NAB Says FM Radios No 'Burden' to Cell Makers
The National Association of Broadcasters has responded to criticism from electronics makers of its plan to mandate FM radios in all mobile devices. Speaking to Cnet, NAB executive vice president Dennis Wharton said, "There would be a public benefit to have free and local radio on all of these devices. I don't think it's a huge burden on cell phone manufacturers to add this device. We understand their opposition. They'd rather usage based pricing, to have FM over IP so they can charge for it. That's where their business model is headed." The real impetus behind the FM radio mandate is to help settle a royalty dispute between broadcasters and the recording industry. Earlier this week, a group of six consumer electronics organizations blasted the NAB and RIAA's plan, saying, "Calls for an FM chip mandate are not about public safety but are instead about propping up a business which consumers are abandoning as they avail themselves of new, more consumer-friendly options." The NAB and RIAA's proposal has not been finalized, but it hopes to complete work on it soon and get it in front of Congress.
Most of the time I'd rather listen to CDs I bought or use my phone to stream Slacker or as an MP3 player.
And, if I ever did listen to radio again it would be satellite radio.
So you are wrong.
I'd also never listen to Satellite radio. It doesn't have the same ambiance.
Since I don't listen to CD's, no one does... so the FCC should base their de...
FM radio is also no burden to consumers
Saying that carriers oppose FM radios because they want to charge for streaming services is a red herring; consumers just aren't scrambling for FM radio on their phones.
One thing I most certainly DON'T miss about FM is the static!!!
There is absolutely no reason to propose this law other tha...
So why would you get a crappy radio stuffed into every phone.. if anything, that is the quickest way to tell people that FM is dead.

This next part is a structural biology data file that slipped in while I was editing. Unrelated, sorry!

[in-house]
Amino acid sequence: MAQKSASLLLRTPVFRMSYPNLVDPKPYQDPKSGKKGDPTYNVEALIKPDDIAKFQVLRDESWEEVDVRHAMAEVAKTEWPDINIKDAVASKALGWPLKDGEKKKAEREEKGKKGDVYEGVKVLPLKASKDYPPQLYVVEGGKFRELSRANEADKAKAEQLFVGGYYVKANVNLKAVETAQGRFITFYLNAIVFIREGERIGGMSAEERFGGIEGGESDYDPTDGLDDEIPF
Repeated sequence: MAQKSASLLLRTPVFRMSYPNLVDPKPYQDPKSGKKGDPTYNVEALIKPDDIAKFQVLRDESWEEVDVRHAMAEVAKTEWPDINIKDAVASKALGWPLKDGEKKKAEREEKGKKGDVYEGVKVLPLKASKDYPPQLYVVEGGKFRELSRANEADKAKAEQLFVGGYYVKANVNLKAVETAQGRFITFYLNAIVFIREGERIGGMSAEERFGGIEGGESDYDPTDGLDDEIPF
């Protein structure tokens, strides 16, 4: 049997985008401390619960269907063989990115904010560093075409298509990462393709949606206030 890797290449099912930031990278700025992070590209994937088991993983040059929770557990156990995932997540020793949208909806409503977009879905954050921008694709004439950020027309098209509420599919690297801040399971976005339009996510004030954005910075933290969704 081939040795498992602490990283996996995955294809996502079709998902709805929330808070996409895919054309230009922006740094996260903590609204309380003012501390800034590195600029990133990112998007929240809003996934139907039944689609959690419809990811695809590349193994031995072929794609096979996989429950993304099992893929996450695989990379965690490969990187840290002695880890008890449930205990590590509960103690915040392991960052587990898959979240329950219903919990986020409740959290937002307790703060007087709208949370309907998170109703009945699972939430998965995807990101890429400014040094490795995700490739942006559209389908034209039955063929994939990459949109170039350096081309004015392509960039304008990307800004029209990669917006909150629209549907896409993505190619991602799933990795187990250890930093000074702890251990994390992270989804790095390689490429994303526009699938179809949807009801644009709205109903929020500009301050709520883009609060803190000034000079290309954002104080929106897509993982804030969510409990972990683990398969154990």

If they were smart, they would pair with Apple, HTC, or Motorola and put an HD radio chip (hi...
Why should a private royalty dispute drive US law to force radios in cell phones?
While we are using private settlements to force unrelated products into other products, mandated by congress, how about:
A film developer chemical dispute between Polaroid and Kodak requiring all digital camera manufacturers (Canon, Nikon, etc) to incorporate automatic film cameras?
A dispute between GM and Tesla requiring all electric motor devices to offer dual gas/electric...
Ford and Bridgestone force Grayhound to have all of ...
I like options - FM
I was just reflecting about the poor folk, or those who don't want to pay for data. For example: at&t has the LG Prime it has FM radio in it, its a very cheap phone mostly for GoPhone. This is a good use of FM because it reaches the public (in case of emergency) as a free service, and furthermore this phone does not have intense data or a memory card.
Music for the masses.
I was just reflecting about the poor folk, or those who don't want to pay for data. For example: at&t has the LG Prime it has FM radio in it, its a very cheap phone mostly for GoPhone. This is a good use of FM because